But you are going to roll this out across the entire estate of 380-odd restaurants?

Yes. How quickly is up for question at the moment. We will probably roll out certain elements. We don't know yet.

How much have you had to invest in this place?

We don't give actual figures but it's a lot. I would say in the high hundreds of thousands. But it is definitely more than your average refurbishment. We went to do something different here and it is exciting. We were in a recession when most people cut their labour and costs. We went out and spent the biggest amount of money we have ever spent on a refurb. We tried something new and we were very open about the fact that it was not all going to work.

Can you afford to take all of your 10,000 staff out to Italy to inspire them?

Probably not. That's the big question. But I am going to see if we can bring a bit of Italy here.

How did you start off working for PizzaExpress?

I joined in 1994. Instead of doing my degree I decided I wanted to backpack around the world. I ended up by accident in Cambridge and applied for a job as a waitress to save for my next trip. I never left.

People 1st has warned that women leaving hospitality costs the industry £2.8b. How can it encourage more women to stay and reach the sort of level that you have got to?

If you take people like me who worked from the bottom, the hours that you work are quite unsociable. I don't think the hours once you get to director level are different from anywhere else - you give your life. And that is probably the biggest problem - how women juggle family and work. You have to be flexible. Talk to people. Don't just expect them to go on maternity leave and come back. We need to make sure we give them proper inductions when they come back and keep in contact all the time they are away. The biggest mistake managers can make is not listening. And I will say - and I don't want this to come across as sexist - but male bosses don't always think about it. We are quite successful at it because we have a lot of returning mums.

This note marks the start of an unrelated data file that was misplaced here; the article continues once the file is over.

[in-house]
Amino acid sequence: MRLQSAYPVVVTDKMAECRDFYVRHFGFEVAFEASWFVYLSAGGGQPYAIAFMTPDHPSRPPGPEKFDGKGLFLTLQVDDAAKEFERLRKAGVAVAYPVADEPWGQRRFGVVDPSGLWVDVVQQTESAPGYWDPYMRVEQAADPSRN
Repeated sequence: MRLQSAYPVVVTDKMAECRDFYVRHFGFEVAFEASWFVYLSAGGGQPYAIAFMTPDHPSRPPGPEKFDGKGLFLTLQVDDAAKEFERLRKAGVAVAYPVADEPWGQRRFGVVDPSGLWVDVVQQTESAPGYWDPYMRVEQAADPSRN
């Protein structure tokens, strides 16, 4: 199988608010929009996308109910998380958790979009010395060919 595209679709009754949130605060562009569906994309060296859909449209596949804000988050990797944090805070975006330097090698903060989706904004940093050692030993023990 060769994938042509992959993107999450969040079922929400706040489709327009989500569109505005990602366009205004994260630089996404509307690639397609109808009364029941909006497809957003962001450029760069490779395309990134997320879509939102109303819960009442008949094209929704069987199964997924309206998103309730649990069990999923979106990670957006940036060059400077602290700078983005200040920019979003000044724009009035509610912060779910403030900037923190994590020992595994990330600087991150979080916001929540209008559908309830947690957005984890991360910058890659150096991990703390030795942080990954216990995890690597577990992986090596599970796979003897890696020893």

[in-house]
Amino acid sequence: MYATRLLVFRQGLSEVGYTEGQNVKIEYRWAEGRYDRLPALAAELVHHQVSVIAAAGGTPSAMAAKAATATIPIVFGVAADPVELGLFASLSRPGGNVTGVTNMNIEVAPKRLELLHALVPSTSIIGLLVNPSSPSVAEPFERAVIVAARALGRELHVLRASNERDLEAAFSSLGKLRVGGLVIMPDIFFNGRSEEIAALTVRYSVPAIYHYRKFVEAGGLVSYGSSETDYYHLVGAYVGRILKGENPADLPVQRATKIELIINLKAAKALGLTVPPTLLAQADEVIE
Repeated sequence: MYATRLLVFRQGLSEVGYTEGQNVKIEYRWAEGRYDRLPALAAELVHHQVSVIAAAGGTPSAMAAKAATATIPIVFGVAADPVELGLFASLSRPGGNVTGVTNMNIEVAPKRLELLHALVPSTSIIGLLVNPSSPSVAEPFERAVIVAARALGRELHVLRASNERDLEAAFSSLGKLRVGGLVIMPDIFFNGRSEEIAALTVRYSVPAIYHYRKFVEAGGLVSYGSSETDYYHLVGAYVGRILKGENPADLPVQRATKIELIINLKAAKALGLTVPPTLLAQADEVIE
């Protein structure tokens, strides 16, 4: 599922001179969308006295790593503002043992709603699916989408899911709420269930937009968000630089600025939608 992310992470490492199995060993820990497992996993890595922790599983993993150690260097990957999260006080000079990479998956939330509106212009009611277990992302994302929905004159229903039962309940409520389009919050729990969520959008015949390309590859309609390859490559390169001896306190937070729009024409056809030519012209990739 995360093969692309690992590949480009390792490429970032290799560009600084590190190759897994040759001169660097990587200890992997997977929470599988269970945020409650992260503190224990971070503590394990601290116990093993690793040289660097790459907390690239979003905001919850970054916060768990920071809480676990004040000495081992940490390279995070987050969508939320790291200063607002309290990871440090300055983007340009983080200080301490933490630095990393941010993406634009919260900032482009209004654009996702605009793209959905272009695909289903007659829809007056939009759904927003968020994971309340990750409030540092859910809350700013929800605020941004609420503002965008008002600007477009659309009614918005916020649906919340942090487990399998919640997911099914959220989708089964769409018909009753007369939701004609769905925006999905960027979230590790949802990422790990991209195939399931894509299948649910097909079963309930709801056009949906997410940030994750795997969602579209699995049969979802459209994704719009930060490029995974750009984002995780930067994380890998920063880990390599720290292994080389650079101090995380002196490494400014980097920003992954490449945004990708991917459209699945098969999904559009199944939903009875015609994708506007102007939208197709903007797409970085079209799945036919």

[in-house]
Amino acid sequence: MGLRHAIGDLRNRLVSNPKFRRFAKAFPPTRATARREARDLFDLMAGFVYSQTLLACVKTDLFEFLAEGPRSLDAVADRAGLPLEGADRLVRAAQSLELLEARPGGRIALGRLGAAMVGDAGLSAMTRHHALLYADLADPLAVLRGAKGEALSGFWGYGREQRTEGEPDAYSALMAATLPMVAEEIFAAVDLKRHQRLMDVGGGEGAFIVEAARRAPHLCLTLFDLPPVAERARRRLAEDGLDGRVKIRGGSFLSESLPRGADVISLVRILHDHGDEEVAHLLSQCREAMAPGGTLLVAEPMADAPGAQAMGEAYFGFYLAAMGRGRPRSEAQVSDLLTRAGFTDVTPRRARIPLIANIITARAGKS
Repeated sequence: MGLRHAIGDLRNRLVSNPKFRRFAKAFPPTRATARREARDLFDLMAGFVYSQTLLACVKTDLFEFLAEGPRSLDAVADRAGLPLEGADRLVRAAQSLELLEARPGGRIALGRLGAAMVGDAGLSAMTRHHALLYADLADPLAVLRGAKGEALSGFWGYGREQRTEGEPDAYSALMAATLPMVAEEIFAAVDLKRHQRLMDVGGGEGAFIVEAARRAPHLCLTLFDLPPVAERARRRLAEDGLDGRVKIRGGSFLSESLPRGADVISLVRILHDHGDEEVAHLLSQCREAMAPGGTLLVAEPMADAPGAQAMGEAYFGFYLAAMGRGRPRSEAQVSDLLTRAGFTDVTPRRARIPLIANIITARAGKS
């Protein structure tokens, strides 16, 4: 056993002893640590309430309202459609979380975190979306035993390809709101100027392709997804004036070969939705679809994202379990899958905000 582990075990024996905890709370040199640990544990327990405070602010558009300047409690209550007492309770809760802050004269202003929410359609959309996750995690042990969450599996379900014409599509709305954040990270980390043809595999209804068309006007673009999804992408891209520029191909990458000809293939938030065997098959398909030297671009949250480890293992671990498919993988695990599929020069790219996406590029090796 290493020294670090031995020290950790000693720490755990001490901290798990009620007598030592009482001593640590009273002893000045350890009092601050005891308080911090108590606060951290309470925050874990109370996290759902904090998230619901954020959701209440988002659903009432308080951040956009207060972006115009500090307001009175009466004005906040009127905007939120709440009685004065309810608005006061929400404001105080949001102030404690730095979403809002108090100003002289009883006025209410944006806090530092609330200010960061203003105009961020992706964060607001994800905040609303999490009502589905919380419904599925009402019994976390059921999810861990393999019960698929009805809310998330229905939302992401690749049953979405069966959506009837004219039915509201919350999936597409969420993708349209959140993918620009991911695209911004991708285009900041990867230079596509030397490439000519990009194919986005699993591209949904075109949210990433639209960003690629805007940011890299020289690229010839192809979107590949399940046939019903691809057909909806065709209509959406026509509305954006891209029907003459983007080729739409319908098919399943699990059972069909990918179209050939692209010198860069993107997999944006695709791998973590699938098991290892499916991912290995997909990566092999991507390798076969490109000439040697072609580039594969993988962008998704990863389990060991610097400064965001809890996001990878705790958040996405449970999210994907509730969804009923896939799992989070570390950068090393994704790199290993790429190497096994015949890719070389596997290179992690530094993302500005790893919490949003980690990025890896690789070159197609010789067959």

Revelations

What do you do to relax? I just did the New York marathon in 3 hours 54 minutes. I did it for Fairbridge (PizzaExpress charity). My husband did it with me, and two ops managers and a restaurant manager.

Favourite pizzas I have two. Calabrese (one of Franceso Mazzei's) and the Etna.

Drives I have a Mercedes SLK and an E350. I'm not a big car person but I do like Mercs.

Motto "Time never stops"

Kiosk menu

Mini morsos

  • Skinny grape cake £1.65
  • Liliana's jam tarts 85p(£2 for three to share)
  • Dough balls with Nutella £2.95

Late breakfast

  • Pitta pizza £3.15 (pancetta, tomato and rocket)
  • Dorset Cereals granola £2.45
  • Breakfast pizza £8.95

Pizza Express - key facts

  • Staff 10,000
  • Restaurants 380
  • Sales growth 6% in year to July 2010
  • Founded 1965
  • Founder Peter Boizot
  • Owners Bought in 2003 by TDR Capital and Capricorn Ventures. Merged with ASK Central to form Gondola Holdings in 2004.